Hauskuld told Hallgerda of the bargain he had made, and she said, "Now that has been put to the proof which I have all along been afraid of, that thou lovest me not so much as thou art always saying, when thou hast not thought it worth while to tell me a word of all this matter. Besides, I do not think this match so good a one as thou hast always promised me."
So she went on, and let them know in every way that she thought she was thrown away.
Then Hauskuld said, "I do not set so much store by thy pride as to let it stand in the way of my bargains; and my will, not thine, shall carry the day if we fall out on any point."
"The pride of all you kinsfolk is great," she said, "and so it is not wonderful if I have some of it."
With that she went away, and found her foster-father Thiostolf, and told him what was in store for her, and was very heavy-hearted. Then Thiostolf said, "Be of good cheer, for thou wilt be married a second time, and then they will ask thee what thou thinkest of the match; for I will do in all things as thou wishest, except in what touches thy father or Hrut."
After that they spoke no more of the matter, and Hauskuld made ready the bridal feast, and rode off to ask men to it. So he came to Hrutstede and called Hrut out to speak with him. Hrut went out, and they began to talk, and Hauskuld told him the whole story of the bargain, and bade him to the feast, saying, "I should be glad to know that thou dost not feel hurt though I did not tell thee when the bargain was being made.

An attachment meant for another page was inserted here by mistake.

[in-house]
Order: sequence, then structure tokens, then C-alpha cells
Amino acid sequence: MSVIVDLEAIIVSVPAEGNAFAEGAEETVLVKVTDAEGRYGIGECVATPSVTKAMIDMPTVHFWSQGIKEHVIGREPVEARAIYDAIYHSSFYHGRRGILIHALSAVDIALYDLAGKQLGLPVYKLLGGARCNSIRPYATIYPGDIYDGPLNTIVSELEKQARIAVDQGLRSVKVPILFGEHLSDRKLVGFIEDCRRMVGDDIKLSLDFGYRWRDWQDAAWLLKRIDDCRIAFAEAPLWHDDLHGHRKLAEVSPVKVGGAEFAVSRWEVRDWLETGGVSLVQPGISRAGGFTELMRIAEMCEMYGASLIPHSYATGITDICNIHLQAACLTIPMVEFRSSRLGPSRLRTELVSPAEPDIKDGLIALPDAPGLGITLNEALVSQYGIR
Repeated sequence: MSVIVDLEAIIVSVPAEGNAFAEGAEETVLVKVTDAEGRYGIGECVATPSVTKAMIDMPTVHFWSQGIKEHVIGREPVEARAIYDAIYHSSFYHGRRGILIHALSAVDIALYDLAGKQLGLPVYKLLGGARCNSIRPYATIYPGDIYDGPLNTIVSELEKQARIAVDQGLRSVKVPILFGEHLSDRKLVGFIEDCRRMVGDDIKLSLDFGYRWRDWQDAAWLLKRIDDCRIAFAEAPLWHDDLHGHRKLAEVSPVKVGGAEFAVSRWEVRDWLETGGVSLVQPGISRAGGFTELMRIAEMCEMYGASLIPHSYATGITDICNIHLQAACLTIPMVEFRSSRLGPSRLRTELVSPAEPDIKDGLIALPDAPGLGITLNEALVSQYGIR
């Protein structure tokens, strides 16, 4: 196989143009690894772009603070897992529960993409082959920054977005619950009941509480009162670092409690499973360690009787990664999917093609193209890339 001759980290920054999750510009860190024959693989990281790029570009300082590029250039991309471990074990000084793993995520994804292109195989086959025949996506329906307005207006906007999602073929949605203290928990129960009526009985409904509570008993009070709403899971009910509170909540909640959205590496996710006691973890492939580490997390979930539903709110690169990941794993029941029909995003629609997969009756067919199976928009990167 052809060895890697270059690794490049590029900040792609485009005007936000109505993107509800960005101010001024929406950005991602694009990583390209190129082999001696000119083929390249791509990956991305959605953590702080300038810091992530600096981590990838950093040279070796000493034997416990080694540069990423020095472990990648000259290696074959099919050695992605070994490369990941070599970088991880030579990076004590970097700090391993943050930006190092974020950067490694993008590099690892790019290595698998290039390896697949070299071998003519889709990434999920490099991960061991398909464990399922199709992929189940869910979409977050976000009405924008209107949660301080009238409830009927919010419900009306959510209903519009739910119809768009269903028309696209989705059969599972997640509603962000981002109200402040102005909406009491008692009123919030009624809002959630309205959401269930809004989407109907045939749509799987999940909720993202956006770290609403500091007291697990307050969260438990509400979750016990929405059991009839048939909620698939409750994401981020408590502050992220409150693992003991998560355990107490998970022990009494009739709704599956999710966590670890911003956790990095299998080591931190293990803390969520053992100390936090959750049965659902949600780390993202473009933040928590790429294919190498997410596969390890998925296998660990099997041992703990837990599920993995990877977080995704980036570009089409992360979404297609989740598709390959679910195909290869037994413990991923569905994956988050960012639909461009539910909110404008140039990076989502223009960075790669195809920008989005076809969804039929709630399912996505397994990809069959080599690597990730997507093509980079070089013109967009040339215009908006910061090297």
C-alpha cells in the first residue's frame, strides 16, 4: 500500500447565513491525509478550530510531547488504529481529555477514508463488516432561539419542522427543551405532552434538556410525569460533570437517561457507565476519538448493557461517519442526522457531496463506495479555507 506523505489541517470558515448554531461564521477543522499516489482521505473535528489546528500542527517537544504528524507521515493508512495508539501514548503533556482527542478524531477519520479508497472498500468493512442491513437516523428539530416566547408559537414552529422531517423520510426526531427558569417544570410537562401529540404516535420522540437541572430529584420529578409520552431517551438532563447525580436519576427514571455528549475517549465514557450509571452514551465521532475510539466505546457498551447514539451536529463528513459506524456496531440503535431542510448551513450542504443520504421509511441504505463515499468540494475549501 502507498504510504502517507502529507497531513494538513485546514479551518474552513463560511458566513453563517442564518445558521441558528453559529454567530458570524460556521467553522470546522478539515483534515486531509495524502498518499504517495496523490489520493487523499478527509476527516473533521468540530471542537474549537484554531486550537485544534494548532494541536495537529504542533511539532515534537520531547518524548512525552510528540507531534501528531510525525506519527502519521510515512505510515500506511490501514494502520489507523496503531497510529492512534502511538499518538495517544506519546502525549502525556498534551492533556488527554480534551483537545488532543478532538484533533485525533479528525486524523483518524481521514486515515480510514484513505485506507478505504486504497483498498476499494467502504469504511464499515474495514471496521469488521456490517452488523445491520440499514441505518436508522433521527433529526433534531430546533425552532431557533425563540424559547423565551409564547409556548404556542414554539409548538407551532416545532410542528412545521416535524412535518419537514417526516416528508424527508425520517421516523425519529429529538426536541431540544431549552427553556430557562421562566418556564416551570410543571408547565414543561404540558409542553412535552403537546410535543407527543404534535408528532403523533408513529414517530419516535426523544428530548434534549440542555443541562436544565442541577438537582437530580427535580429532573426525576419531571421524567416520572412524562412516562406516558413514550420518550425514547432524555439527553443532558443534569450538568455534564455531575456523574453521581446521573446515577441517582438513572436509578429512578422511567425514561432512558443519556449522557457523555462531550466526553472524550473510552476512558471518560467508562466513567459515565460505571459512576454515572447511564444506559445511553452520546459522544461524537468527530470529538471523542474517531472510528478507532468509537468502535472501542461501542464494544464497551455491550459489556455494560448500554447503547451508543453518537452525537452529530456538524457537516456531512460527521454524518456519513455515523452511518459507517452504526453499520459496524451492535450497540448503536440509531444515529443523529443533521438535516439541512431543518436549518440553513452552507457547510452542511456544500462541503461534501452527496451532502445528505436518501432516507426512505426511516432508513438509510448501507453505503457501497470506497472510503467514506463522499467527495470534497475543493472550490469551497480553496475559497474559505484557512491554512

"I should be better pleased," said Hrut "to have nothing at all to do with it; for this match will bring luck neither to him nor to her; but still I will come to the feast if thou thinkest it will add any honour to thee."
"Of course I think so," said Hauskuld, and rode off home.
Oswif and Thorwald also asked men to come, so that no fewer than one hundred guests were asked.
There was a man named Swan, who dwelt in Bearfirth, which lies north from Steingrimsfirth. This Swan was a great wizard, and he was Hallgerda's mother's brother. He was quarrelsome, and hard to deal with, but Hallgerda asked him to the feast, and sends Thiostolf to him; so he went, and it soon got to friendship between him and Swan.
Now men come to the feast, and Hallgerda sat upon the cross- bench, and she was a very merry bride. Thiostolf was always talking to her, though he sometimes found time to speak to Swan, and men thought their talking strange. The feast went off well, and Hauskuld paid down Hallgerda's portion with the greatest readiness. After he had done that, he said to Hrut, "Shall I bring out any gifts beside?"
"The day will come," answered Hrut, "when thou wilt have to waste thy goods for Hallgerda's sake, so hold thy hand now."